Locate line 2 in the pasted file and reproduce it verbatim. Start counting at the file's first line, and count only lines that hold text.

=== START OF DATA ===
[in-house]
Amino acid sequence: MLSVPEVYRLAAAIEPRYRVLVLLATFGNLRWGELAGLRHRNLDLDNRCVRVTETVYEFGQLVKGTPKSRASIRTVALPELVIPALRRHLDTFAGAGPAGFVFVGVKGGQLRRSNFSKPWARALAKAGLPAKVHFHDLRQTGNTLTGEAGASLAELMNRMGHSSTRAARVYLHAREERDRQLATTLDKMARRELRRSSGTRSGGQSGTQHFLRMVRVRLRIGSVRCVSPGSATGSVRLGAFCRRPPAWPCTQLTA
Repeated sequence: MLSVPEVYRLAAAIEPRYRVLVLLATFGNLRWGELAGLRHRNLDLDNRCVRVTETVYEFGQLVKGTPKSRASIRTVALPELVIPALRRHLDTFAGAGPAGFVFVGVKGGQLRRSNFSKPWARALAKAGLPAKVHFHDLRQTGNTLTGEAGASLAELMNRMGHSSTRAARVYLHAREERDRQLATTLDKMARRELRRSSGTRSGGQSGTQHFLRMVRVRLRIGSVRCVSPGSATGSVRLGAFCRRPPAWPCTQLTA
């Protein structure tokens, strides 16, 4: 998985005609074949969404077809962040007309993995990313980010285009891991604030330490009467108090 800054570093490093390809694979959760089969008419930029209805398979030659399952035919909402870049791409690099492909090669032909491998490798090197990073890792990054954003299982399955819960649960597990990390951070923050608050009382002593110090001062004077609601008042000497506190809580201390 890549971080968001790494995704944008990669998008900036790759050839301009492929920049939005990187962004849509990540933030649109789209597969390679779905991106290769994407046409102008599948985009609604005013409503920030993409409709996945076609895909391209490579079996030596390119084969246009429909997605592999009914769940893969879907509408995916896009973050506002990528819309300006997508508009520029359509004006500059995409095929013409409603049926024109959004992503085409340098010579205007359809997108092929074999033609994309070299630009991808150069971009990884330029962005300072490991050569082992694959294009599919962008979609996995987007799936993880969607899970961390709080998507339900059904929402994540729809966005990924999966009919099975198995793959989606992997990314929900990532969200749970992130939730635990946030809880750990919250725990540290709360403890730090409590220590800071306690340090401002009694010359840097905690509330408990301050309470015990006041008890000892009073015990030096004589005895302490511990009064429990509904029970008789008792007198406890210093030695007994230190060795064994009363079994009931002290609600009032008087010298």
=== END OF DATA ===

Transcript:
Amino acid sequence: MLSVPEVYRLAAAIEPRYRVLVLLATFGNLRWGELAGLRHRNLDLDNRCVRVTETVYEFGQLVKGTPKSRASIRTVALPELVIPALRRHLDTFAGAGPAGFVFVGVKGGQLRRSNFSKPWARALAKAGLPAKVHFHDLRQTGNTLTGEAGASLAELMNRMGHSSTRAARVYLHAREERDRQLATTLDKMARRELRRSSGTRSGGQSGTQHFLRMVRVRLRIGSVRCVSPGSATGSVRLGAFCRRPPAWPCTQLTA